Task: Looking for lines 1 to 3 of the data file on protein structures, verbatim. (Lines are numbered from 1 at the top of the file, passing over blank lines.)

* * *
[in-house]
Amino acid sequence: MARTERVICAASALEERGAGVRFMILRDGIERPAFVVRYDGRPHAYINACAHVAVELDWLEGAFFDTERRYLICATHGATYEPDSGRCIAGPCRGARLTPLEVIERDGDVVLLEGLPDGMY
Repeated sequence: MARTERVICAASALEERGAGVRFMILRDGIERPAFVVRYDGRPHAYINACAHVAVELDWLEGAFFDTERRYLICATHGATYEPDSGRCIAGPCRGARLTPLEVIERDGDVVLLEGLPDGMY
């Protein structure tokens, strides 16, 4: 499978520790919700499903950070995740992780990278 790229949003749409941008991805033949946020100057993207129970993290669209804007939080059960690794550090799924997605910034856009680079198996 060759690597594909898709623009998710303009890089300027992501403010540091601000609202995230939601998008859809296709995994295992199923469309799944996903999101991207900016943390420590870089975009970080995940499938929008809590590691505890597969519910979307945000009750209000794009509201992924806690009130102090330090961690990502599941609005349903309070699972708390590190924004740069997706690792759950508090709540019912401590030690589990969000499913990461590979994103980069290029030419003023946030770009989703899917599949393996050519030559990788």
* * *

[in-house]
Amino acid sequence: MARTERVICAASALEERGAGVRFMILRDGIERPAFVVRYDGRPHAYINACAHVAVELDWLEGAFFDTERRYLICATHGATYEPDSGRCIAGPCRGARLTPLEVIERDGDVVLLEGLPDGMY
Repeated sequence: MARTERVICAASALEERGAGVRFMILRDGIERPAFVVRYDGRPHAYINACAHVAVELDWLEGAFFDTERRYLICATHGATYEPDSGRCIAGPCRGARLTPLEVIERDGDVVLLEGLPDGMY